Saturday, April 6, 2013

Stop Resisting!

Nineteen years ago I attended the Council on Law Enforcement Education and Training in Oklahoma City. Employed by the city of Tonkawa as their first female police officer, I was anxious to attend my basic police academy. It had only been a year since I had completed basic combat and Military Police training with the US Army. Many of the things I learned at Fort McClelland, Alabama were similar to the training I was receiving in Oklahoma City for the Tonkawa Police Department.

One huge difference though as explained by our defensive tactics instructor, Vince O'Neill, was the verbiage used when trying to get control of a non-compliant subject. The Army had taught me to say, "kill" or occasionally, "die." Instructor O'Neill was not real crazy about my constant use of these commands I screamed while I struck the large, red pads with my expandable baton.

My defensive tactics training partner was a tall, very fit, muscular, black guy with an incredibly infectious smile and an outrageous personality. He was attending CLEET while employed by the Oklahoma Attorney General's Office.

On one particular day of training, while my training partner held the pad that I was striking with the baton, I screamed, "Die" just as our instructor passed by. Instructor O'Neill stopped my partner and I. He put his hands and each of our shoulders and reminded us again that we had to train as we would fight. We had to say, "Stop resisting," not "die."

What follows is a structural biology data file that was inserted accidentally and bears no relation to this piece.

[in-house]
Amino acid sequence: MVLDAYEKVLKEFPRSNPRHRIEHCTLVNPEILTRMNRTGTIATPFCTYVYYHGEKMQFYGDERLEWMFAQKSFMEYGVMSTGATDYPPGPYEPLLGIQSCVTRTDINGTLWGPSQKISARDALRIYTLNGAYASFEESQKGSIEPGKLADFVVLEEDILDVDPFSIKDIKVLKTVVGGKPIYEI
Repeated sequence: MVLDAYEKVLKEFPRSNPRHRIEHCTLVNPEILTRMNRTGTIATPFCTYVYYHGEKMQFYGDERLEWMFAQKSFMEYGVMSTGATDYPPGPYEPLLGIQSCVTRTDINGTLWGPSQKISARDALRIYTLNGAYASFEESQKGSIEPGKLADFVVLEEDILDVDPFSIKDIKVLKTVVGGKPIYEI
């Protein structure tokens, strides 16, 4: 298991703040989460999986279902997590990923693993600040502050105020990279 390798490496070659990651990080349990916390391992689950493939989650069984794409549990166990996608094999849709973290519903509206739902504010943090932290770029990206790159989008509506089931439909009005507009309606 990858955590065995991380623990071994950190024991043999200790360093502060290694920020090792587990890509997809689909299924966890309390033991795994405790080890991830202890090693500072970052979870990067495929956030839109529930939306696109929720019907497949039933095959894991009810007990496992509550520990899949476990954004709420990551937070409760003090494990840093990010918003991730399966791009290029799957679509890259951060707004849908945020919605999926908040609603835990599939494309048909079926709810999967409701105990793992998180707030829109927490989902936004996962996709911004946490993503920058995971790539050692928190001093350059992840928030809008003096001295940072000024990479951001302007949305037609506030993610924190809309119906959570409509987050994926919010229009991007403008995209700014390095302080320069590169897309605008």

"I'm not going to say that," I said after the instructor walked away. When my partner asked why I told him it sounded like a cheer, not a command. He laughed at me and then did his best "gay guy" impression by striking a pose like a cheerleader. With a dynamic lisp that I was certain he had used many times previously he started chanting, "Stop resisting, stop-stop resisting." He clapped his hands wildly in front of his face and off to either side of his body. He swung his long arms around carelessly and threw his hips off to one side and then the other as his full lips pursed together in a large pout. A slender index finger pointed straight at my face when he said, "Stop resisting," then he flashed me a perfect, white-toothed smile. It was that smile that sealed our friendship.

I'd never met someone so full of life and crazy fun to be around. Over the next 19 years, he and I would work together many times including recently as we worked on a publication that would bring us into contact on a weekly, sometimes daily, basis. When he died last Saturday, I was so stunned and heart-broken that I struggled to grasp the reality that he was really gone. For someone whose personality was bigger than life itself, it's hard to imagine that my buddy, Pete "Stop Resisting" Norwood, won't be around to share a laugh with anymore.

I'll forever treasure those hilarious memories of Pete, but I'm most grateful for one of our more serious conversations that took place only a couple of weeks ago. That's when Pete told me that he knew Jesus, but that more importantly, Jesus KNEW him.


  1. So sorry for your loss, sweet friend. But I rejoice with you that he is singing in the presence of Jesus!

  2. Out of respect to ALL troopers that completed an academy, please stop portraying yourself as a 17 or 18 year trooper, especially to the media. Most know that you have been with DPS for 17 or 18 years, but you have only been a trooper for 8 or 9 years, since the transition. Not saying you can not do the job, in fact you seem to do it well.... but there is no shame in saying...."I've only been a trooper for 8 years." Thanks for what you do and keep up the good work.